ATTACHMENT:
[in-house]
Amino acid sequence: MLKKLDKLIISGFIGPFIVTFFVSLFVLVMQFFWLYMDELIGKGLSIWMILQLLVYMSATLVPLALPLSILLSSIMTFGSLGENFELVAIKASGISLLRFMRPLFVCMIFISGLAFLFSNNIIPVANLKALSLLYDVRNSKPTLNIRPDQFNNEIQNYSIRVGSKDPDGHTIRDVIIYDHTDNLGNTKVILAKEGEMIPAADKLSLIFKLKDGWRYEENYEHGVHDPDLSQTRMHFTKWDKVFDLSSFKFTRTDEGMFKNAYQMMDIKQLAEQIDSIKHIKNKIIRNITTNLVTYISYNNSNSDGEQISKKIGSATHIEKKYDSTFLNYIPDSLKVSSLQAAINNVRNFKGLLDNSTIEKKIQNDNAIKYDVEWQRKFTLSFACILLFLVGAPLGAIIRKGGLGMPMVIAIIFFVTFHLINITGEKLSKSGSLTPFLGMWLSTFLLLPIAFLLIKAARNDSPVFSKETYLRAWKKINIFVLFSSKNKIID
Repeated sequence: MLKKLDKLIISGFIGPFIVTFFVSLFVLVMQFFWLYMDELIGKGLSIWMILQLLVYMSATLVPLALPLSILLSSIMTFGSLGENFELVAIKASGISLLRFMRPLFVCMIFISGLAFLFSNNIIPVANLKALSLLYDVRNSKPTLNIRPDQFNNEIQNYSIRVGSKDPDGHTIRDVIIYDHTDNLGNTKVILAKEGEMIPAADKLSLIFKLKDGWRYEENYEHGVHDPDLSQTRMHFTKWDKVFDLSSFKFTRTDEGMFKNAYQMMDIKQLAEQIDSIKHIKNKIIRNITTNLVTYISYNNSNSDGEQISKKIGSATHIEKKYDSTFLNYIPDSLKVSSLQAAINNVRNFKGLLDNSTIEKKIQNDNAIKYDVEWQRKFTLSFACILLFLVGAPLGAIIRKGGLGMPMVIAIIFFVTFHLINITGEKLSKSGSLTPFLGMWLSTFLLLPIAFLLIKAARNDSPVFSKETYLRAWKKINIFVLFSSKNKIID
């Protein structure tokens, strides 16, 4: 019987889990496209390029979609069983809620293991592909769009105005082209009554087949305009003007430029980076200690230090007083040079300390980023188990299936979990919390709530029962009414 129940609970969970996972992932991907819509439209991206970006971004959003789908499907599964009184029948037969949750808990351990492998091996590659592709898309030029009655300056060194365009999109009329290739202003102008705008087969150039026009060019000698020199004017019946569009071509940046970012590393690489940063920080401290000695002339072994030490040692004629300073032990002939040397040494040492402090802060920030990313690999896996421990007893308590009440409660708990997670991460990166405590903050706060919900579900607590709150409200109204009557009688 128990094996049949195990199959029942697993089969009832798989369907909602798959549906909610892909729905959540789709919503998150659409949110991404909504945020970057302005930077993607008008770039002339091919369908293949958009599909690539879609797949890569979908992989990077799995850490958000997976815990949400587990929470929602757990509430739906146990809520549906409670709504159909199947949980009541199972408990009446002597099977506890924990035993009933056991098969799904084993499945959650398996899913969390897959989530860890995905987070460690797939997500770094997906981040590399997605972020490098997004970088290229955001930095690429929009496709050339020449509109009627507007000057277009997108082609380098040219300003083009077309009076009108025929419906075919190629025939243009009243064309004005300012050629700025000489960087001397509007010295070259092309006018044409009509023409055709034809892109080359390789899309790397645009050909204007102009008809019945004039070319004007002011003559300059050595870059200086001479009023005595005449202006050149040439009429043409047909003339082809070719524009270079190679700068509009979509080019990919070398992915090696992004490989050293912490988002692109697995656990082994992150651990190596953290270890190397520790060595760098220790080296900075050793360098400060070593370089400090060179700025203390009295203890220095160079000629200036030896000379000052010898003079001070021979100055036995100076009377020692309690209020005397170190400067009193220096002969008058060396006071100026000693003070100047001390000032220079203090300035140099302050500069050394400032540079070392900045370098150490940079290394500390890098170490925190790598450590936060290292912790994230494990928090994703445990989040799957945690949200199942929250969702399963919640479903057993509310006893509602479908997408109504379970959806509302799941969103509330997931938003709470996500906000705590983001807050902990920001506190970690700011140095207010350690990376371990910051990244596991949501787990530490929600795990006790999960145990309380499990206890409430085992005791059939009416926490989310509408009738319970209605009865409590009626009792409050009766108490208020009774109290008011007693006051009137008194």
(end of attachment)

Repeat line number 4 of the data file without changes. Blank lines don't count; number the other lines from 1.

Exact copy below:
């Protein structure tokens, strides 16, 4: 019987889990496209390029979609069983809620293991592909769009105005082209009554087949305009003007430029980076200690230090007083040079300390980023188990299936979990919390709530029962009414 129940609970969970996972992932991907819509439209991206970006971004959003789908499907599964009184029948037969949750808990351990492998091996590659592709898309030029009655300056060194365009999109009329290739202003102008705008087969150039026009060019000698020199004017019946569009071509940046970012590393690489940063920080401290000695002339072994030490040692004629300073032990002939040397040494040492402090802060920030990313690999896996421990007893308590009440409660708990997670991460990166405590903050706060919900579900607590709150409200109204009557009688 128990094996049949195990199959029942697993089969009832798989369907909602798959549906909610892909729905959540789709919503998150659409949110991404909504945020970057302005930077993607008008770039002339091919369908293949958009599909690539879609797949890569979908992989990077799995850490958000997976815990949400587990929470929602757990509430739906146990809520549906409670709504159909199947949980009541199972408990009446002597099977506890924990035993009933056991098969799904084993499945959650398996899913969390897959989530860890995905987070460690797939997500770094997906981040590399997605972020490098997004970088290229955001930095690429929009496709050339020449509109009627507007000057277009997108082609380098040219300003083009077309009076009108025929419906075919190629025939243009009243064309004005300012050629700025000489960087001397509007010295070259092309006018044409009509023409055709034809892109080359390789899309790397645009050909204007102009008809019945004039070319004007002011003559300059050595870059200086001479009023005595005449202006050149040439009429043409047909003339082809070719524009270079190679700068509009979509080019990919070398992915090696992004490989050293912490988002692109697995656990082994992150651990190596953290270890190397520790060595760098220790080296900075050793360098400060070593370089400090060179700025203390009295203890220095160079000629200036030896000379000052010898003079001070021979100055036995100076009377020692309690209020005397170190400067009193220096002969008058060396006071100026000693003070100047001390000032220079203090300035140099302050500069050394400032540079070392900045370098150490940079290394500390890098170490925190790598450590936060290292912790994230494990928090994703445990989040799957945690949200199942929250969702399963919640479903057993509310006893509602479908997408109504379970959806509302799941969103509330997931938003709470996500906000705590983001807050902990920001506190970690700011140095207010350690990376371990910051990244596991949501787990530490929600795990006790999960145990309380499990206890409430085992005791059939009416926490989310509408009738319970209605009865409590009626009792409050009766108490208020009774109290008011007693006051009137008194």